This is a sign to the world! The body of Christ is a sign to all that is of the flesh! When Christ so lives in us as a body and Jesus life is living through us, “without being frightened in any way by those who oppose you,” as Paul could attest to numerous times, “this is a sign to them that they will be destroyed, but that you will be saved- and that by God.” Man! The spiritual conflict I read in these few words are truly incredible! It is destruction or salvation that is at stake! Is it no wonder Paul shared with them his prayer: “that your love may abound more and more in knowledge and depth of insight, so that you may be able to discern what is best and may be sincere and unoffending until the day of Christ, filled with the fruit of righteousness that comes through Jesus Christ – to the glory and praise of God”! This is a struggle! We must live together in the life of Jesus! As a 6th grade science teacher I see a struggle going on every day in every classroom period. A struggle between the flesh and the Spirit. Teachers and students who are Christians know what I mean, especially in public schools. Of course, there are huge numbers of families who have self destructed from stories I have heard and read about. Those who are Christians and been in self destructing families know what this looks like. Of course these aren’t the only places where the flesh is in struggle with the Spirit. We really need the Body of Christ, we really need this shared life if Christ is going show forth His fruit through us!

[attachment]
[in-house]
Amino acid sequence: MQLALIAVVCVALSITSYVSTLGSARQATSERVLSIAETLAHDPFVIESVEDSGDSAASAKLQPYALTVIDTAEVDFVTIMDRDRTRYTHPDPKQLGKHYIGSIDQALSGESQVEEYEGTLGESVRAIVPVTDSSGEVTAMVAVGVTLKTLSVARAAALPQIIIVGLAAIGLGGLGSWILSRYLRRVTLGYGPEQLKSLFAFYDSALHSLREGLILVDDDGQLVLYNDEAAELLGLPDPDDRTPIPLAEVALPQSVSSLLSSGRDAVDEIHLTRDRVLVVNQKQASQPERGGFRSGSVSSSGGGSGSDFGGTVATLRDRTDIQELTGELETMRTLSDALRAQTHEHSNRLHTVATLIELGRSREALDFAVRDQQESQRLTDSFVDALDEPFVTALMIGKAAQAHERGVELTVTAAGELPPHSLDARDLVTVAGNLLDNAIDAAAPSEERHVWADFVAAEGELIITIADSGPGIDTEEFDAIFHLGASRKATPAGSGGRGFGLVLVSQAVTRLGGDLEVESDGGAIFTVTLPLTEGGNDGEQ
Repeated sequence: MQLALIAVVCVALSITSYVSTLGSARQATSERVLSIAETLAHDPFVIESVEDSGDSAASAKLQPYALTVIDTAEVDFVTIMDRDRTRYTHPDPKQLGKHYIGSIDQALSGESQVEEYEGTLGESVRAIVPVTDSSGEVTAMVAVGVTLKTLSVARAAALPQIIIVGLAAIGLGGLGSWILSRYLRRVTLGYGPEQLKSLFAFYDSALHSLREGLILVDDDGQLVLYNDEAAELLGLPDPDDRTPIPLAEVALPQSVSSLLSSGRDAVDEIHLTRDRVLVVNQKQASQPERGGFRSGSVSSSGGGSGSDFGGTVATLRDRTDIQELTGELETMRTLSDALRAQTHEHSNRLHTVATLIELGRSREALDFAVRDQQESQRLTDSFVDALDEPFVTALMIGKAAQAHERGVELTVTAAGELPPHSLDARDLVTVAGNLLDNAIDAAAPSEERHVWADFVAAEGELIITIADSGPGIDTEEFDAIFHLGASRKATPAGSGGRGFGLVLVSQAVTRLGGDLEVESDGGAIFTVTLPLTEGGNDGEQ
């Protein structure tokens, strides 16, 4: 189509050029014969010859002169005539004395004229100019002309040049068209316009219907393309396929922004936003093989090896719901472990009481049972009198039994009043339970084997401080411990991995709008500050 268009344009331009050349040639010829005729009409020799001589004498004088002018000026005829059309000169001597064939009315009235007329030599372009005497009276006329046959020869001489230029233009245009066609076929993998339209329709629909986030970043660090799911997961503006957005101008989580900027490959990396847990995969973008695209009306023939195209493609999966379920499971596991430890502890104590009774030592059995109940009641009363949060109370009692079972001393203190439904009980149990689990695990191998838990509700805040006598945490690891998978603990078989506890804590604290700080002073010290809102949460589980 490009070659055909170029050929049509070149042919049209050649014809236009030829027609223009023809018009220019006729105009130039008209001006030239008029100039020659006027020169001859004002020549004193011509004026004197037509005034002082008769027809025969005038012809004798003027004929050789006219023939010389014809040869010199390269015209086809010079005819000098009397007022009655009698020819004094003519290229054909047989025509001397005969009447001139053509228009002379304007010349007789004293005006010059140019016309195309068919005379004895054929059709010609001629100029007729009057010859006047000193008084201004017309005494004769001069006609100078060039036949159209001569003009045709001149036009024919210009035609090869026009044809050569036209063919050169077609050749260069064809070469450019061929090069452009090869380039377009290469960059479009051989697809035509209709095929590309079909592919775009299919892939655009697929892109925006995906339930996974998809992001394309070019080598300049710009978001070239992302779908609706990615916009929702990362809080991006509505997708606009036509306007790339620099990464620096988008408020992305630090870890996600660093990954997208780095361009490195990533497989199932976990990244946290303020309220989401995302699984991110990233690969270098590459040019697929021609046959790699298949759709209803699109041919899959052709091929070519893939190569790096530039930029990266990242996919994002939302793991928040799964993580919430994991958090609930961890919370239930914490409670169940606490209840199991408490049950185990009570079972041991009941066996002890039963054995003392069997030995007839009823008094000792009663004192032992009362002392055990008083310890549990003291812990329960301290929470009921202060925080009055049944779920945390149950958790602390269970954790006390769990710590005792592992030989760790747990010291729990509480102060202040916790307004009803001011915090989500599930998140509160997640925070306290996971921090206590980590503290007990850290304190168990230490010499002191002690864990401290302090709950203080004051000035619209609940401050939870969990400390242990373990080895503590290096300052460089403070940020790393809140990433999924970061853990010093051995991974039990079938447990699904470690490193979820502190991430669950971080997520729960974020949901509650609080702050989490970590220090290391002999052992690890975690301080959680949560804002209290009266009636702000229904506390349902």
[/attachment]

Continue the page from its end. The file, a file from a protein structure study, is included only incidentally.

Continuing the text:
“For it has been granted to you on behalf of Christ not only to believe on him, but also to suffer for him, since you are going through the same struggle you saw I had, and now hear that I still have.” Organic churches need to see models of true organic Christian life. They need to see organic church planters who have helped form that body of Christ live by His life in ways that encourage the brothers and sisters “to speak the word of God more courageously and fearlessly…out of goodwill…(and) in love.” May the body of Christ who live in organic body life together encourage each other, love each other deeply from the heart, and as a result of their lives in Christ testify to the overcoming of the struggles of life, “in a manner worthy of the gospel of Christ” out of goodwill and love, not with envy, rivalry, selfish ambition, insincerity, stirring up trouble.

Life in Christ, even when suffering occurs, is about expressing “the fruit of righteousness that comes through Jesus Christ – to the glory and praise of God.” That should bring joy, even in the midst of personal suffering, although it is not pleasant at the time. Is it any wonder that Paul now describes this kind of life in the first half of Chapter 2 of this letter?

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4 Comments so far
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Great study–Thanks! Don’t have a lot of time just now, but wanted you to know I appreciated this.

Blessings, Cindy

Comment by cindyinsd

Thanks Cindy, I think too often, especially in American culture we get too fixated on being prosperous both physically and materially when the scriptures speak more of prosperous spiritually. God bless you sister!

Comment by John Wilson

I Enjoyed Reading this Testament from my son.

Comment by John S. Wilson Sr.

Thanks dad! Amazing that while we dislike suffering God can still use it for our good and for His glory!

Comment by John Wilson